UK auto body wants scrappage scheme to boost new car sales
The Society of Motor Manufacturers and Traders (SMMT) in the UK have stressed the need for an urgent scrappage scheme to breathe life back into the car market.
'It is vital that car buyers are given the confidence to buy now and a scrappage incentive scheme is a clear signal which has already proved successful in other EU member states. The UK government must align with Europe and take immediate action to protect its automotive sector.'
In Germany, drivers who trade in cars that are more than nine years old will receive 1,000 Pounds. Spain has also recently introduced a similar scheme and the car industry expects hundreds of thousands of new cars to be bought as a replacement for the scrapped vehicles.
In January, the UK government announced that it was considering introducing a 'scrappage' incentive scheme for motorists, designed to help stimulate the ailing car market and accelerate the transition to less-polluting vehicles.
The government was looking at schemes to help drive demand for such vehicles during the recession.
The SMMT believes that the introduction of this scheme in the country will help up to 250,000 cars and 30,000 vans go through a similar scheme in the next one and half years. The move will also reduce carbon dioxide emissions by taking older, more polluting vehicles off the road, it added.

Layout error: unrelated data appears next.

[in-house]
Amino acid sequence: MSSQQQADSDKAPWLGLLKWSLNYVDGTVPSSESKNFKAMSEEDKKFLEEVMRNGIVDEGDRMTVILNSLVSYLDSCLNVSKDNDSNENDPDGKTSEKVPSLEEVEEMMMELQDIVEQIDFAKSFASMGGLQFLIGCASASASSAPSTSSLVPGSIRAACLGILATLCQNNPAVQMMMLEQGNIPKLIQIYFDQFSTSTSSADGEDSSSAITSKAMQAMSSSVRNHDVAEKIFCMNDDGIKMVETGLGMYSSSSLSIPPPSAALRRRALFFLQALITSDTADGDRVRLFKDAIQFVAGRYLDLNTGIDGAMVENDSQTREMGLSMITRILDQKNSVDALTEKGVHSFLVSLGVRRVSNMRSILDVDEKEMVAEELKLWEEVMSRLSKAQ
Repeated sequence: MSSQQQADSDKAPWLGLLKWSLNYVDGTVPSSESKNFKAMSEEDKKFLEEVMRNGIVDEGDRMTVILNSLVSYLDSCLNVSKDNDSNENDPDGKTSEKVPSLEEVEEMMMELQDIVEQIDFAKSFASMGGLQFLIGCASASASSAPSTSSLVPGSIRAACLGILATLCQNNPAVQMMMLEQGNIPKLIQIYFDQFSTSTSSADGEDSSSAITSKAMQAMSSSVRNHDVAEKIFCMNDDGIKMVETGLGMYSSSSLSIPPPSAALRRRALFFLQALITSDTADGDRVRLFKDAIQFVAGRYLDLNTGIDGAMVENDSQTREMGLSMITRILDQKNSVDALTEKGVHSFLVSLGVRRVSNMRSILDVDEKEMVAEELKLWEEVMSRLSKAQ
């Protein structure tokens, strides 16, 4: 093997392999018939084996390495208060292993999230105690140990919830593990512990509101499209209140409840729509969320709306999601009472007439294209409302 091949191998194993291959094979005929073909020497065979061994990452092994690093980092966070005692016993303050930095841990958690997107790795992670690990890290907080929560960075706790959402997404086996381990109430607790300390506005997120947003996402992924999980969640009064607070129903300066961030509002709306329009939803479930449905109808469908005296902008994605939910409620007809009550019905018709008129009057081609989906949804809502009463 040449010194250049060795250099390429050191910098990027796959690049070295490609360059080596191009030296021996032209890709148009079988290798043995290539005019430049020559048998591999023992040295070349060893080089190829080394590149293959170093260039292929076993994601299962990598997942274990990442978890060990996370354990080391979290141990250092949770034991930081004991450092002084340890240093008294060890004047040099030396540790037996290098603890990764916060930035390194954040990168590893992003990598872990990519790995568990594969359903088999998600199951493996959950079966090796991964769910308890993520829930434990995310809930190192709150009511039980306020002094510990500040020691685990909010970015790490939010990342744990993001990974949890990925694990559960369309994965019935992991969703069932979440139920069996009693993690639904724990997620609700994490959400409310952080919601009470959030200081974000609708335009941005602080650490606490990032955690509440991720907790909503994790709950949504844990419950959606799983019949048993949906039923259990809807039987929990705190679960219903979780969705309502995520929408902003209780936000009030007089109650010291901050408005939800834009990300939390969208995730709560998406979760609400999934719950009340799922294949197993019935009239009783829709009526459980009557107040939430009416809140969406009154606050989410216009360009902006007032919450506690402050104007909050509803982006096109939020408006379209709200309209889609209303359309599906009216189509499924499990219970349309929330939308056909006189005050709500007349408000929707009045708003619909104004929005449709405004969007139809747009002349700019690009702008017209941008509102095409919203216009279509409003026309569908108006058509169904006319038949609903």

A proposal detailing a scrappage scheme for the UK The scheme proposed allowing cars and vans more than nine years old to be scrapped in return for a 2,000 Pounds cash incentive towards a new or nearly new vehicle.
Scrappage program to boost consumer demand for new cars.
Environmentalists, however, are likely to be lukewarm about the scheme unless the incentives are structured to ensure motorists do upgrade to genuinely lower-carbon vehicles and that net carbon gains are delivered by scrapping older vehicles.
The UK Government to introduce a car-scrappage scheme to kick-start consumer demand for new cars.
Scrappage schemes have already been introduced in Germany and France, where owners who trade-in cars of around nine years old receive a cash incentive of almost 2000 Pounds if they subsequently buy a new environmentally friendly car.
Auto car reports that Ford Europe's sales chief, Ingvar Sviggum, said the company has included sales from a UK scrappage scheme in its budget for 2009.
Paul Everitt, the chief executive of the Society of Motor Manufacturers and Traders, said that scrappage-incentive schemes would help stimulate consumer demand.
'There is a significant amount of unsold cars out there. If we can use a scrappage mechanism to shift those cars and begin to create a steady flow of demand, then factories can start to operate.'